True Stories from the 20th Century at Pacificorp
By J. Charles Cheek
© September 2005
Executive Advise in Three Envelopes
Don Hodel, BPA administrator from 1972 to 1978, told one of my favorite management stories a year or so after his reign as the head honcho at the Bonneville Power Administration.
After accepting the appointment as the BPA Administrator, Hodel asked his predecessor, H.R. (Russ) Richmond, “From your many years of experience as the BPA Administrator, do you have any advise for me?”
Richmond didn’t hesitate, “All the advise I can offer you that will be of any lasting value is contained in three sealed envelopes that I left in the middle drawer of the Administrator’s desk.”
“Why three envelopes?” asked Hodel.
He ignored Hodel’s question and went on, “After your first year honeymoon as head of the agency you’ll begin to feel some pressure. If you just can’t figure out how to handle it, open the envelope marked #1 and read my advice therein.”
“What about the other envelopes?” asked Hodel.
“Open them in numerical order whenever you feel you need my advice.”
All went well for the first year but then Hodel got in hot water over some issue and couldn’t decide how to handle it. He opened envelope #1. Handwritten on a 3×5-index card in block letters were the words, “BLAME IT ON YOUR PREDECESSOR.”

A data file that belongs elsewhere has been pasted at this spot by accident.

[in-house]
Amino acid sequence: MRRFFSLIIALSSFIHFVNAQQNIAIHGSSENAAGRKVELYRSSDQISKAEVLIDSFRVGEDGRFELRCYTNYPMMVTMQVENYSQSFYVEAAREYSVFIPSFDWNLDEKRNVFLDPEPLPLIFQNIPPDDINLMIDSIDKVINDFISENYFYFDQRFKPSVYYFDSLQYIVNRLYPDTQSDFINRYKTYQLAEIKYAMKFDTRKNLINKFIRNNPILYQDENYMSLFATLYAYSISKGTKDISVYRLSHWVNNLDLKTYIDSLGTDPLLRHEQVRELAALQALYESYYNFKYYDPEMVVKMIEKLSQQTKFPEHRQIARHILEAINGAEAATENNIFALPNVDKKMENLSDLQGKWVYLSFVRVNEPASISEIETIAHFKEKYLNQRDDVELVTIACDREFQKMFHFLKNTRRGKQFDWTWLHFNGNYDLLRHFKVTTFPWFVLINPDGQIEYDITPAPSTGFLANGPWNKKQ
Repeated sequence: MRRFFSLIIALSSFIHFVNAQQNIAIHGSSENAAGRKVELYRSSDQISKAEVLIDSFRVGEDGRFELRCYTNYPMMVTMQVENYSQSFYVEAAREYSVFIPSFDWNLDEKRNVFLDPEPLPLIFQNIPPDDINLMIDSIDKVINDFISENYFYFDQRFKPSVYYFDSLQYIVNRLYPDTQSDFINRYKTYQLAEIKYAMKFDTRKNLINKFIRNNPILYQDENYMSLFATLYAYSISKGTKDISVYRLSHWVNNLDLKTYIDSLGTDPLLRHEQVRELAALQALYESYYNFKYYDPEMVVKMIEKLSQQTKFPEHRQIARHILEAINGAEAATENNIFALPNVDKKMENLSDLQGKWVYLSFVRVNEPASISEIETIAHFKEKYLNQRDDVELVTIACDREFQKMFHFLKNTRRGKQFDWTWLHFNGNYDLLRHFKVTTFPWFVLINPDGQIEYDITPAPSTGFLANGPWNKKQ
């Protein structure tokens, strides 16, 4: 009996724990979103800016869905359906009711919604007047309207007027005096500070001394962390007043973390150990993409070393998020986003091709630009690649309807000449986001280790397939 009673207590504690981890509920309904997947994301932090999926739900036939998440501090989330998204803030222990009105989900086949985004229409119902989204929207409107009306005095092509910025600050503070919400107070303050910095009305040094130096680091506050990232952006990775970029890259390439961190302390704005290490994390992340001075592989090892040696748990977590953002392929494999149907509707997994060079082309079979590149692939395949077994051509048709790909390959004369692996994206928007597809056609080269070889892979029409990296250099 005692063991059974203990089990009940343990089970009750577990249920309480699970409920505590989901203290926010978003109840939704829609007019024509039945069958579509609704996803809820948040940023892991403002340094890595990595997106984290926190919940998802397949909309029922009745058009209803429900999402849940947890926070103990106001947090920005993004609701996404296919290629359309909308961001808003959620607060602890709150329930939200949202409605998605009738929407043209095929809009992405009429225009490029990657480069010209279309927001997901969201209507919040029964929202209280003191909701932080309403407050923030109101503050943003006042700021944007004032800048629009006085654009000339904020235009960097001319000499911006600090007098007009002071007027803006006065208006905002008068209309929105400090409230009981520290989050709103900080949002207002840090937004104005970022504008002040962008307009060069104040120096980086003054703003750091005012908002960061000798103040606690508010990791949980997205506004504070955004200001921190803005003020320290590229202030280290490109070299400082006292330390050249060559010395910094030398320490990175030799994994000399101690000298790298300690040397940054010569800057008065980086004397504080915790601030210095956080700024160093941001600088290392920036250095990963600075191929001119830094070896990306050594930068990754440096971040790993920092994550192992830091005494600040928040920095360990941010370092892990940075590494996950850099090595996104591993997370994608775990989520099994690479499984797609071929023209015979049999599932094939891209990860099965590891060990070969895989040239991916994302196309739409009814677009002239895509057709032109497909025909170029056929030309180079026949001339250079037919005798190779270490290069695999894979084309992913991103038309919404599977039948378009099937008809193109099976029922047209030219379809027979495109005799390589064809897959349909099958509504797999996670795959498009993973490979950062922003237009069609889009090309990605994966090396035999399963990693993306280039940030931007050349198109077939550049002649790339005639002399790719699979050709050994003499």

That made a lot of practical sense so Hodel called a news conference and began his presentation by saying, “This issue began before my watch at BPA so I obviously I had no control over it. However, I will get to the bottom of it and fix the problem.” It worked. The issue blew over and was forgotten.
A couple of years later Hodel got in big trouble again and found it necessary to seek Richmond’s advice. He opened envelope #2. The block print on the card said, “REORGANIZE.”
After appropriate consultation with his staff, Hodel called a news conference. “I have studied the problem that occurred and determined that we can reorganize in a manner that will prevent it from reoccurring.” Sure enough, the issue blew over again and was soon forgotten.
All went well for a couple of more years even thought the Sierra Club was becoming an environmental thorn in the side of the BPA and Hodel began to take it personally. Finally, in an outburst of retaliation, Hodel gave a blistering criticism of the Sierra Club in a luncheon speech at the City Club of Portland, Oregon. His complaints against the Sierra Club appeared prominently in the Oregonian Newspaper the following day. The Sierra Club was not amused and began an intensive all-out counter attack.
As the pressure mounted day by day, it finally was too much and Hodel opened third envelope #3. There, in large block letters and underlined in red, was the message, “PREPARE THREE ENVELOPES.”
E – N – D
 Mr. Cheek has written dozens short stories under the general headings of True Stores from the 20th Century at Pacificorp and Digressions of J. Charles. He is also the author of the novel Stay Safe, Buddy – A Story of Humor and Horror during the Korean War,300 pages, Publish America ISBN # 159286631X